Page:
Featured Articles

TSMC: Volume production of 16nm FinFET in 2H 2015

TSMC: Volume production of 16nm FinFET in 2H 2015

TSMC has announced that it will begin volume production of 16nm FinFET products in the second half of 2015, in late…

More...
AMD misses earnings targets, announces layoffs

AMD misses earnings targets, announces layoffs

AMD has missed earnings targets and is planning a substantial job cuts. The company reported quarterly earnings yesterday and the street is…

More...
Did Google botch the Nexus 6 and Nexus 9?

Did Google botch the Nexus 6 and Nexus 9?

As expected, Google has finally released the eagerly awaited Nexus 6 phablet and its first 64-bit device, the Nexus 9 tablet.

More...
Gainward GTX 970 Phantom previewed

Gainward GTX 970 Phantom previewed

Nvidia has released two new graphics cards based on its latest Maxwell GPU architecture. The Geforce GTX 970 and Geforce GTX…

More...
EVGA GTX 970 SC ACX 2.0 reviewed

EVGA GTX 970 SC ACX 2.0 reviewed

Nvidia has released two new graphics cards based on its latest Maxwell GPU architecture. The Geforce GTX 970 and Geforce GTX…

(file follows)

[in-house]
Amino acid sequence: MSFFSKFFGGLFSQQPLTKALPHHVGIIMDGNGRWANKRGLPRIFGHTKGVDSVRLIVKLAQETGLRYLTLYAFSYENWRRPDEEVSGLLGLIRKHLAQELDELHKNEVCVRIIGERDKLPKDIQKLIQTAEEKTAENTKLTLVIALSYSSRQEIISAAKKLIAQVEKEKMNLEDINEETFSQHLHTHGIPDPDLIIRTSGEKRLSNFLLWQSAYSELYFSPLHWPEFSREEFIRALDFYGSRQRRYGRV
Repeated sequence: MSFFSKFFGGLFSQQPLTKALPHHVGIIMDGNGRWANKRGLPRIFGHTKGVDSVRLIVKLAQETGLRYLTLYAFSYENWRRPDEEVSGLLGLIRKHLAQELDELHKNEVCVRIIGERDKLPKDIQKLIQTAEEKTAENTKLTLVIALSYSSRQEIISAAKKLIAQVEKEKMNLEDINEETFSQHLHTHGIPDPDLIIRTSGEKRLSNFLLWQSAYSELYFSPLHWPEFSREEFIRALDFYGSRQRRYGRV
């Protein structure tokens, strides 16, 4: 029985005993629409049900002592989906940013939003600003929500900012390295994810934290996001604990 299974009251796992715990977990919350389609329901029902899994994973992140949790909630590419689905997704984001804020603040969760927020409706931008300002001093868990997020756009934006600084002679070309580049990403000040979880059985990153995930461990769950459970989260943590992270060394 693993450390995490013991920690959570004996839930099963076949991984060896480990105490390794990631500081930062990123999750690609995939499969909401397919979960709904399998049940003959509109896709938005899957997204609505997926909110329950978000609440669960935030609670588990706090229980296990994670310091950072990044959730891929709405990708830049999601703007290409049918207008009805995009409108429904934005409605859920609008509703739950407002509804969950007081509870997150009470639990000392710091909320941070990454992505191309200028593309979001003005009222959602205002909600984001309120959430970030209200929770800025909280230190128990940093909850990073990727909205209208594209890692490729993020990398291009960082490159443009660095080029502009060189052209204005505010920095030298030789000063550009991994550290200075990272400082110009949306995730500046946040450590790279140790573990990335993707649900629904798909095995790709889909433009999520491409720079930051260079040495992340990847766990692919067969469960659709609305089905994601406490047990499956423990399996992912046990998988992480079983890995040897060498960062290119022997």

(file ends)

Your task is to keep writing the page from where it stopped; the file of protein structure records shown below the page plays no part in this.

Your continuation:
More...
Frontpage Slideshow | Copyright © 2006-2010 orks, a business unit of Nuevvo Webware Ltd.
Monday, 30 January 2012 11:40

Up to five million Android users could be hit by malware

Written by Peter Scott



13 apps infected by nasty Trojan


Google’s Android Market is apparently slowly transforming into the Typhoid Mary of the mobile world.

In an effort to speed up development Google adopted a somewhat more liberal attitude to app vetting. Of course, after the fun part, the uglier side of promiscuity tends to rear its ugly face.

According to Symantec, between 1 and 5 million users may be at risk. The insecurity outfit found that 13 apps on the market contain a free serving of Android Counterclank, a nasty Trojan designed to collect confidential information from Android devices.

The apps are no longer listed on the market, but the damage has already been done. The whole point of dropping restrictions on developers is to encourage small players to enter the market. However, if vetting is so weak as to allow such incidents, many users will simply start to shy away from anything offered by small developers, which sort of defeats the whole point.

You can find the list of affected apps at Symantec.


blog comments powered by Disqus

 

Facebook activity

Latest Commented Articles

Recent Comments